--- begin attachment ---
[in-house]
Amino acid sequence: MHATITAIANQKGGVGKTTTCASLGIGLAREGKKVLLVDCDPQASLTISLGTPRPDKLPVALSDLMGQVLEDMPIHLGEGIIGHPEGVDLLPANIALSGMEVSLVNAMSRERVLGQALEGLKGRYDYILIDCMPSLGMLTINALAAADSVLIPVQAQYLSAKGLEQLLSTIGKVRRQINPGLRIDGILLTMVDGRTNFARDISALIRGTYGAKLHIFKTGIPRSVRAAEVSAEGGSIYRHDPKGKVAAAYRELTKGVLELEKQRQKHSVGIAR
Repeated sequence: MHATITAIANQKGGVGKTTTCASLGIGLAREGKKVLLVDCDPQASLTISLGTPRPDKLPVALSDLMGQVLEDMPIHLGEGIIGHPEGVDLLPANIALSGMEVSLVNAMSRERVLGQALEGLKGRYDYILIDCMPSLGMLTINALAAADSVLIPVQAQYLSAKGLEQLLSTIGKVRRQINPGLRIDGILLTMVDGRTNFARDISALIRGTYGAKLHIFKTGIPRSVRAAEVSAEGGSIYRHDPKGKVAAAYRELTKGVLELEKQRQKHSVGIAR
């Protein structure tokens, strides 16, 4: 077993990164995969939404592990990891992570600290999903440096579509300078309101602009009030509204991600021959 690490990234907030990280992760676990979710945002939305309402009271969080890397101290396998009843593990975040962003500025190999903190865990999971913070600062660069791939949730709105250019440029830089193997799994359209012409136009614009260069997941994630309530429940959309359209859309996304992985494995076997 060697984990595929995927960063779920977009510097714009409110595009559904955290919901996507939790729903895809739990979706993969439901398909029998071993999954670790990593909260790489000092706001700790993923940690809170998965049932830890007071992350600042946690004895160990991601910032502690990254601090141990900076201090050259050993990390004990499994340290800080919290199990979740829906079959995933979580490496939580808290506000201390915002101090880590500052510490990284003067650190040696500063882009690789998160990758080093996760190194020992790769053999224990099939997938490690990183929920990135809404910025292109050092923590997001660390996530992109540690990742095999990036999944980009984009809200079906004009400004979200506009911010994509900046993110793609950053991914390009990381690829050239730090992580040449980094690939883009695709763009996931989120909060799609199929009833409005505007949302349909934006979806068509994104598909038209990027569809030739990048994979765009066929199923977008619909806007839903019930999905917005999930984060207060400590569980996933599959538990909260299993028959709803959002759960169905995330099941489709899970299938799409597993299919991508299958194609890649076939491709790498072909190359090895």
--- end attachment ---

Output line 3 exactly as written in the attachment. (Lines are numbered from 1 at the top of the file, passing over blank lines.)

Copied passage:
Repeated sequence: MHATITAIANQKGGVGKTTTCASLGIGLAREGKKVLLVDCDPQASLTISLGTPRPDKLPVALSDLMGQVLEDMPIHLGEGIIGHPEGVDLLPANIALSGMEVSLVNAMSRERVLGQALEGLKGRYDYILIDCMPSLGMLTINALAAADSVLIPVQAQYLSAKGLEQLLSTIGKVRRQINPGLRIDGILLTMVDGRTNFARDISALIRGTYGAKLHIFKTGIPRSVRAAEVSAEGGSIYRHDPKGKVAAAYRELTKGVLELEKQRQKHSVGIAR